Saturday, May 30, 2009

Oil Painting Class with Dianne Panarelli Miller

This is my 3rd oil painting class as a student at the Plymouth Center for the Arts in Plymouth, MA, where I am also a volunteer. Our class meets on Friday mornings and Dianne is an excellent teacher. She's passionate about painting and has been honing her craft with 3 paintings a day for 30 years! You can find out more and see her work on her web site here or her blog.
I am really enjoying painting again after so many years and oil painting is a wonderful medium, creamy and luscious. I'm using the water based oils, so there's no turpentine or toxic fumes.
We paint still lives or go outside, if it ever stops raining or being cold :-), and the Alla Prima, all in one sitting, style of painting ensures we don't get too bogged down on one piece.

A beautiful finished painting brought in by Christine, painted during our first class 3 weeks ago and worked on at home from a photograph.

Dianne Panarelli Miller, our teacher.

Dianne doing a demo of this week's subject. She spends about an hour showing us techniques, then we paint for 2 hours and try and get what she's shown us. She's very patient with us, as we  need to hear the same instruction more than once, Ok, many many times to keep us on track.

Dianne's finished piece in an hour! She's good!

After we've been at it for while...

Sharon's angle of her still life.

Deborah worked on the same one as I did. Dianne sets up two still lives so we have more room and choices.

Painting takes lots of focus, the time just zips by.

Dianne showing Christine some pointers. Christine is squinting, a technique we use to see the values and get rid of the distractions. Really helps.

My view of the still life, and the photo I took so I could go home and finish my painting. I found it helpful to unsaturate the color in photo editing so I could see the values clearer, same effect as squinting but longer lasting :-)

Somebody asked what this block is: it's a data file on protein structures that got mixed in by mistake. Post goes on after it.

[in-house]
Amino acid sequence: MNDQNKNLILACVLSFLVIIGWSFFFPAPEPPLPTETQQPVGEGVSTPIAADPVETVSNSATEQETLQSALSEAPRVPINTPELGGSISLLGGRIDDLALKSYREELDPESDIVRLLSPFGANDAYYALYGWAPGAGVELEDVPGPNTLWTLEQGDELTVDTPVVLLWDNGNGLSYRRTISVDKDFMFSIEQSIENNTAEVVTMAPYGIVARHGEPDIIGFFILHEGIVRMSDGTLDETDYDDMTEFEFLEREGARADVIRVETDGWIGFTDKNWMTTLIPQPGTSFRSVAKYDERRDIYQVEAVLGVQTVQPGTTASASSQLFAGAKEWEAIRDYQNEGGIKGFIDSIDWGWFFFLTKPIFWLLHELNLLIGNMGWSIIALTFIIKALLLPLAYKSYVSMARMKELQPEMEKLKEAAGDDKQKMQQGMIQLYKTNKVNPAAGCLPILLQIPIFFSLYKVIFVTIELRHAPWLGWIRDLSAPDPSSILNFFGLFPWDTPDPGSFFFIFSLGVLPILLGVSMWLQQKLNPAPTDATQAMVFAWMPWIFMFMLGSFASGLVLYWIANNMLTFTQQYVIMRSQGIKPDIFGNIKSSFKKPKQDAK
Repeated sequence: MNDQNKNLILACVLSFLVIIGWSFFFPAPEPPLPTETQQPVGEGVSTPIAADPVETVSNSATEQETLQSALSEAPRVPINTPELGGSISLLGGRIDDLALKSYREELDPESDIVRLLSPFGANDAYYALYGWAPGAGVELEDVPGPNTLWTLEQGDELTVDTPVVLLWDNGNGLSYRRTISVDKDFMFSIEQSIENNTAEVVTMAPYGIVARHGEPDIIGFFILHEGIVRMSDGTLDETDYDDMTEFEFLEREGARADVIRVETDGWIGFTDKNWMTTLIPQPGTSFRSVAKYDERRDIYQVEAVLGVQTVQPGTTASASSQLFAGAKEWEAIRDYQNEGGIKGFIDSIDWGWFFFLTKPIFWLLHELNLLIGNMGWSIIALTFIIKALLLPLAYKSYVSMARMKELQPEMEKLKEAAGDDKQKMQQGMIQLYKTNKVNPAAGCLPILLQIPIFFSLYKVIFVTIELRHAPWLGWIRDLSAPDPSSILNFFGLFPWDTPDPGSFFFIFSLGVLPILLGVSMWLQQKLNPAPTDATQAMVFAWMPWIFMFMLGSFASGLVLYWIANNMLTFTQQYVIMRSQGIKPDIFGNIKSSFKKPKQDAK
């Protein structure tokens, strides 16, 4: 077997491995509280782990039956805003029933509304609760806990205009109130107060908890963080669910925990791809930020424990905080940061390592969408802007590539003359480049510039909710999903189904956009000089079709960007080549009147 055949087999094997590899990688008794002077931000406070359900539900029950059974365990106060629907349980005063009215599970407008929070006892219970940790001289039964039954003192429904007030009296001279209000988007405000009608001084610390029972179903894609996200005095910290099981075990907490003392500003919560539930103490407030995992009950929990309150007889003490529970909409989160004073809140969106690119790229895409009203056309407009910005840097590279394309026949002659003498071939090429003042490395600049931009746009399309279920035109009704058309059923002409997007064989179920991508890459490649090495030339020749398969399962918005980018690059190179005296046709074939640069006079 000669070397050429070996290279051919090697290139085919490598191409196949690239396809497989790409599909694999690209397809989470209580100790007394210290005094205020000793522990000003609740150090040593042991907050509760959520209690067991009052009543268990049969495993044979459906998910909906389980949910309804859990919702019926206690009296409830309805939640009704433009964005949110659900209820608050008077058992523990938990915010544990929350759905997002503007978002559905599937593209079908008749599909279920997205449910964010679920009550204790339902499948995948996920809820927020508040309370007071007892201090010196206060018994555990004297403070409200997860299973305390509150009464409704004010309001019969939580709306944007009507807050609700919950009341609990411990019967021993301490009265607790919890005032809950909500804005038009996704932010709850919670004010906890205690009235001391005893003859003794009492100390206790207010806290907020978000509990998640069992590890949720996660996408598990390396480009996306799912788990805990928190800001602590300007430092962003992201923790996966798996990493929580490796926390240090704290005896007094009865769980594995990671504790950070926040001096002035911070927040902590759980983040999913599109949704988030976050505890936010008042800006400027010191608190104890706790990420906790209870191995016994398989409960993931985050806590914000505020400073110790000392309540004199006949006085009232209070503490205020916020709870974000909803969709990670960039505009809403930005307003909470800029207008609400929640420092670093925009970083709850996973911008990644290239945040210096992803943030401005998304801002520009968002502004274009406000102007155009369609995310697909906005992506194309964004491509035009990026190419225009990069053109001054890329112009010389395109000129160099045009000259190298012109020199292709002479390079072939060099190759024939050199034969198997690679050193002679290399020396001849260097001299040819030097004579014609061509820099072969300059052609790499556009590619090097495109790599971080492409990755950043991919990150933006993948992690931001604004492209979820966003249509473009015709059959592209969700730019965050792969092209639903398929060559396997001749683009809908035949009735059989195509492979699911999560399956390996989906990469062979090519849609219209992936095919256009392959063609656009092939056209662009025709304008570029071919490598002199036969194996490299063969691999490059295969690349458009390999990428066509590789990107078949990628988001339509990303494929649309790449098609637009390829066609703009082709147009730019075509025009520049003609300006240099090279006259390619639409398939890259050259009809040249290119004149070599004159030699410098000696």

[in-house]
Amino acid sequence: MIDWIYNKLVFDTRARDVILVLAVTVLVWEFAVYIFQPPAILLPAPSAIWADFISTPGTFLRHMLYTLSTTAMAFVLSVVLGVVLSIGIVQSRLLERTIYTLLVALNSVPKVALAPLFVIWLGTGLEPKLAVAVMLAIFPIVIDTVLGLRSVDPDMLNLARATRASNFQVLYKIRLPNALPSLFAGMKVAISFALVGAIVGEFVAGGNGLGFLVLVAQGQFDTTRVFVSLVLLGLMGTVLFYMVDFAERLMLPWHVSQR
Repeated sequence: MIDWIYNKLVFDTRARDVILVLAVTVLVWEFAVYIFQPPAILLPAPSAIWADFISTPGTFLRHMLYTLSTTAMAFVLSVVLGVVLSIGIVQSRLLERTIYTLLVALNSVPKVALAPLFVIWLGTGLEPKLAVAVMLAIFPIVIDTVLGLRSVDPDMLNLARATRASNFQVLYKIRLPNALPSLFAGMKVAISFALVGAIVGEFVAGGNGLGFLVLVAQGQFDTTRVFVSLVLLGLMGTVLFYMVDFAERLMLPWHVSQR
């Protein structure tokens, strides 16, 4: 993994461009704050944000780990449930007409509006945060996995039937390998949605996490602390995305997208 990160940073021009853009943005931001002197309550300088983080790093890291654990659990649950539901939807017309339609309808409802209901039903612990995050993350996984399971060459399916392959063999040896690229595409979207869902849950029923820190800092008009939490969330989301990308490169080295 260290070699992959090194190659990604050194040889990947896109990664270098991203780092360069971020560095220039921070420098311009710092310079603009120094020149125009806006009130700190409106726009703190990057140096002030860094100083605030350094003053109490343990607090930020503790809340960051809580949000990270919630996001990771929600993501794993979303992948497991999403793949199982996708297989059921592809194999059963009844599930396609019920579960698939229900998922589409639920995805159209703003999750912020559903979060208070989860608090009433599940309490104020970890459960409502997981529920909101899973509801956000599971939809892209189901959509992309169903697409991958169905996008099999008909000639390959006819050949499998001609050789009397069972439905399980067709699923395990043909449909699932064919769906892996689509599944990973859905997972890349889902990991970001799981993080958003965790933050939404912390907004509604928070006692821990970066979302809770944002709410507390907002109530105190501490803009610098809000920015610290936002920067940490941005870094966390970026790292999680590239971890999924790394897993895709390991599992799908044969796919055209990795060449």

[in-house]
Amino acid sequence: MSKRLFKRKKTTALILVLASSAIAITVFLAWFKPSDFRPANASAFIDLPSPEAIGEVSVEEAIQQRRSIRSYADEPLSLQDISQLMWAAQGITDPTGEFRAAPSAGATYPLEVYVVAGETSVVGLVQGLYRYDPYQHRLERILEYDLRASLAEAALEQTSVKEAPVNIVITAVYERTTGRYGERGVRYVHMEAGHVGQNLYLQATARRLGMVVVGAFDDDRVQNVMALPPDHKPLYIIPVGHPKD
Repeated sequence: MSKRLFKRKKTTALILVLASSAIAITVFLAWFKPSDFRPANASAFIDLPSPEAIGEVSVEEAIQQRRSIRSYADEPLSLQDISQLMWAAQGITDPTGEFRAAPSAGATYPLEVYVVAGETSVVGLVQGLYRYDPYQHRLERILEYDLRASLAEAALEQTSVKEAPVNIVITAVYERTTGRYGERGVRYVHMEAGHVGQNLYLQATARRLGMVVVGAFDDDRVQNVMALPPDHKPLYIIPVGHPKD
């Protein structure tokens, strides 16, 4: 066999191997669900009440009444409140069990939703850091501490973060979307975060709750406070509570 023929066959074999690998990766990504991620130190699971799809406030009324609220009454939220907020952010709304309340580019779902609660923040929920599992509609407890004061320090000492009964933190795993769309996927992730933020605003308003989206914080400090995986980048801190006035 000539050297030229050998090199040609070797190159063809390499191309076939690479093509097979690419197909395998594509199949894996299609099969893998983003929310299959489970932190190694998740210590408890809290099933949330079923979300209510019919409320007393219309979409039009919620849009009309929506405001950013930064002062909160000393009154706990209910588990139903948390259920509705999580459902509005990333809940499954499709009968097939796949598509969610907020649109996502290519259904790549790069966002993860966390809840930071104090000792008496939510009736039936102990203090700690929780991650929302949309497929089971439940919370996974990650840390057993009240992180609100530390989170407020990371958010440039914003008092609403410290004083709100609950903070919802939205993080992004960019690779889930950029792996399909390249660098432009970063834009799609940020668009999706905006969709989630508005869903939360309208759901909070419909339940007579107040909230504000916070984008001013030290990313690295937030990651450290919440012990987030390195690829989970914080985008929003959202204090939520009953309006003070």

Starting out on my painting...

The finished product, although I am never truly finished. I can always find something that I want to change, but at some point I need to decide it's finished and move on to another one. I have much to learn and each piece teaches me something new.

Thursday, May 28, 2009

Wildlife and Pancakes

I am in Manomet, Plymouth, MA watching the birds and animals do their Spring thing. Unfortunately, Spring has been rather cool and windy, Ian, who's working and living at his job at MBO (Manomet Bird Observatory) says the nets have been closed more than usual due to bad weather. The animals don't seem to mind and I love trying to get good photos of them.

Mourning Doves having a party at our birdbath with an always present squirrel in the background.

Imagine eating upside down.

Gold Finch.

House Finch and Gold Finch, both very common at our feeders.

A lovely type of Rudbeckia I picked up in Virginia about 6 years ago.

This muskrat lives by our dock and has been coming on land more frequently to gather grass.

Not really 'wildlife'.  A relaxed Milo giving himself a bath on Ian's shoulders.

The other side of our pond looking toward our cottage in the trees. Ian likes this sandbar for shore birds.

Ian at Manomet Point looking for birds.

There are now 5 cygnets, 2 are on the mother's back.